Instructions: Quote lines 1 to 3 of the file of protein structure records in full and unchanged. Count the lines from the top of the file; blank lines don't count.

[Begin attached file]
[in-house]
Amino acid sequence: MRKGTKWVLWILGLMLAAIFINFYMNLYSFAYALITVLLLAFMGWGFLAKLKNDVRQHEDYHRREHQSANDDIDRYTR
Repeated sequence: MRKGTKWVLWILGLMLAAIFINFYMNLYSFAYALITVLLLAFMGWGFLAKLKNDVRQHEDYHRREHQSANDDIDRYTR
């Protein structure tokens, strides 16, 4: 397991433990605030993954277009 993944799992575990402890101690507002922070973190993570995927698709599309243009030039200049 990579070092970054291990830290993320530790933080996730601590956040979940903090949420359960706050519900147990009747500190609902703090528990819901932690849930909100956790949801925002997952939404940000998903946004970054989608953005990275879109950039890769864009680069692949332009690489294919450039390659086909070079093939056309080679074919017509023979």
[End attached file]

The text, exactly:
[in-house]
Amino acid sequence: MRKGTKWVLWILGLMLAAIFINFYMNLYSFAYALITVLLLAFMGWGFLAKLKNDVRQHEDYHRREHQSANDDIDRYTR
Repeated sequence: MRKGTKWVLWILGLMLAAIFINFYMNLYSFAYALITVLLLAFMGWGFLAKLKNDVRQHEDYHRREHQSANDDIDRYTR